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July 6, 2015 | Diaspora (France)

Statement By Naa Tsotsoo Soyoo I, At Ghana Republic Day And Fundraising For Flood Victims In France 1st July 2015

Ghanaian Community In France Council, GHACIF
Naa Tsotsoo Soyoo I
Naa Tsotsoo Soyoo I

Mr Chairman, your excellencies members of the Ghana Embassy in France, Nananom, President of GHACIF and FEGHADE, fellow Ghanaians, Ladies and gentlemen

While it pleases me to be here with you in France, I am saddened by the tragic circumstances that have necessitated my coming here today. Ghana lost some of her children and we in turn lost our brothers and sisters. Before I proceed therefore, let me say to all Ghanaians today that ‘mi ma mo yaako, damrifa due, afee nooko, kpoo’. I also bring you Happy Republic Day wishes from fellow Ghanaians in the UK and from the members of FEGHADE across Europe.

My talk today is based on an analogy a very good man (Rev. Aggrey Ogoh) gave me on the way back from UK’s memorial service for the flood victims. It was such a moment of revelation that I told him I was coming to Paris for the memorial and will be using it. Rev. Ogoh is one of those unique people with a true insight into the human spirit and none of the hypocrisy that so often is the hallmark of some so-called men of God. He told me this: “Naa, in the aftermath of the horrific deaths in the floods, Ghanaians are truly crying out for change but without the understanding that change must come from within.

Have you ever sliced open a garden egg or aubergine, only to find a worm eating its way through it?” Often, on looking at the garden egg, one does not notice anything wrong with it until it is cut open. This is because the worm has figured out that if in trying to get into the vegetable, it was to make a big gaping hole, it would be easy for its activities to be detected and possibly be killed as a result.

So it makes the tiniest hole and enters and once inside, eats its way around until it has completely destroyed the garden egg. That is what Ghana needs right now.We need to behave like the worm but rather than destroy from within like we have been doing, make positive changes from within” Fellow Ghanaians, we have talked and argued our way, disagreed politically, tribally and even socially but in the end, we are indeed one nation, one people with one destiny. What that destiny is, is up to us. That destiny is determined by our own determination to either carry on the way we are; engaging in destructive choices that we will ultimately have to answer to posterity for. I do not accept the thinking that Government has to take care of everything.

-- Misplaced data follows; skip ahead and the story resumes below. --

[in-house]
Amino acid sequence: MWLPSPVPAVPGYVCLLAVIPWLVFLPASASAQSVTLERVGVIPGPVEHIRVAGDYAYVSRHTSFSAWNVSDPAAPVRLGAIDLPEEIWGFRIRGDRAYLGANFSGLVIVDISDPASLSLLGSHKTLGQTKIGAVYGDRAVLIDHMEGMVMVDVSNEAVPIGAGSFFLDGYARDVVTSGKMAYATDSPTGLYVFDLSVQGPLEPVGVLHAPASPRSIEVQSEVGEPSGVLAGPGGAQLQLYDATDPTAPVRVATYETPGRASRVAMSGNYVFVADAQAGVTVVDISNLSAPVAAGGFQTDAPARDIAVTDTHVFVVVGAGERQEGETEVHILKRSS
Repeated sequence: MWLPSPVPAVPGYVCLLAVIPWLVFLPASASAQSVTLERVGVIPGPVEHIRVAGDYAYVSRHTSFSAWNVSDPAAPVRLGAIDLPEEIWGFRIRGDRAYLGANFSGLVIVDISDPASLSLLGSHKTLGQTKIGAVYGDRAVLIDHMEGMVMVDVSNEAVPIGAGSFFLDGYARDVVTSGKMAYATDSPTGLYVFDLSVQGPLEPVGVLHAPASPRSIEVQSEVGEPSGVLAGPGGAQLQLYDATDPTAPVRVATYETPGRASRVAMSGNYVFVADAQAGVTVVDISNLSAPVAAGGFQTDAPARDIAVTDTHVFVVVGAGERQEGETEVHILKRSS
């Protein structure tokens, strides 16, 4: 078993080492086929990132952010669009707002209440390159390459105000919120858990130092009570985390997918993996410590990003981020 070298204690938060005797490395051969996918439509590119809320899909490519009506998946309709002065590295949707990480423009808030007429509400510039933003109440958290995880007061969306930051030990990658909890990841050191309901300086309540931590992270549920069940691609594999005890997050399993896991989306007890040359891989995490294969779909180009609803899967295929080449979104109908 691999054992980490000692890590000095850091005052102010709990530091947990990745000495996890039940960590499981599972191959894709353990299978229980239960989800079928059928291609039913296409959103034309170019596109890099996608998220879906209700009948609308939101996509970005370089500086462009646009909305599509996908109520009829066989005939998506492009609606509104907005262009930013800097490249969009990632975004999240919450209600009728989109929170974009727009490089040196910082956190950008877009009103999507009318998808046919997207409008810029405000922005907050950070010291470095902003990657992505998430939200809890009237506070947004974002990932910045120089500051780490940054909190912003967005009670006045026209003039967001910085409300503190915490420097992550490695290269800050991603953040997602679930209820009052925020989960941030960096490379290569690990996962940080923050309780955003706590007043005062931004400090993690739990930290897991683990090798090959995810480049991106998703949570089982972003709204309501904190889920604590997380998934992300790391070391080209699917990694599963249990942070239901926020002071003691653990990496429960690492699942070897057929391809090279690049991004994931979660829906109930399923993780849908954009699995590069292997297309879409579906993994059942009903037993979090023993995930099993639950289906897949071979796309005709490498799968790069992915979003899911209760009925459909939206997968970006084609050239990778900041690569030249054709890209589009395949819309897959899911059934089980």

Ghana is our collective responsibility. We need to look after her. This means taking care of her environment, adhering to planning rules and leading our young ones by example. Those of us that live abroad know only too well how we abide by rules and regulations and the consequences when we do not. We the people must be willing to therefore refrain from the arrogant disregard for rules when we go back home. Government cannot make changes unless we, the people make those changes too. By our positive attitudes, we can hold our leaders accountable. Our partnership with our brothers and sisters at home is very important in enabling development.

It was for this reason that the FEDERATION OF GHANAIAN DIASPORA IN EUROPE (FEGHADE) was established. Made up of strong, experienced, committed and focused leaders of member countries across Europe, the aim is to enable all of us to put our thoughts together to go beyond the rhetoric, power struggles, empty talk and really challenge ourselves towards making Ghana greater. With the Presidency here, you in France, are set a greater challenge; to prove that you will indeed put your country first.

Ghana needs us all. Your generous donations today will help families affected by this tragedy to be able to move on and rebuild their lives. Lives have been lost but living does not have to stop for them. And so today we remember those that lost their lives in the floods We remember them not because they made headlines or triggered news stories We remember them not because they made personal impact on us or our loved ones Or indeed that they had letters after their names or degrees and accolades as their legacy.

We remember, the taxi driver, the hawker, the food seller, the trotro driver and his mate, We remember the passenger and the beggar in the street, the dog chain seller and the hustler We remember the kayayoo, the civil servant, the business man and woman We remember them because they were human We remember them because they were one of us We remember them because losing them hurts us all We remember them because we owe it to Mother Ghana And in our remembering, we celebrate their legacy They who have given their lives that Ghana should grow, For this and many more, we remember them! I would like to thank my colleagues Mr Michael Osei Mensah, Mr Alfred Ohene-Akonor, The Ghana Mission in France and all of you for inviting me here today.

As you go back to your homes, may you be protected and safe. Vive la Ghana, Vive la France!

Thank you
HM Naa Tsotsoo Soyoo I. Sec. Gen. FEGHADE

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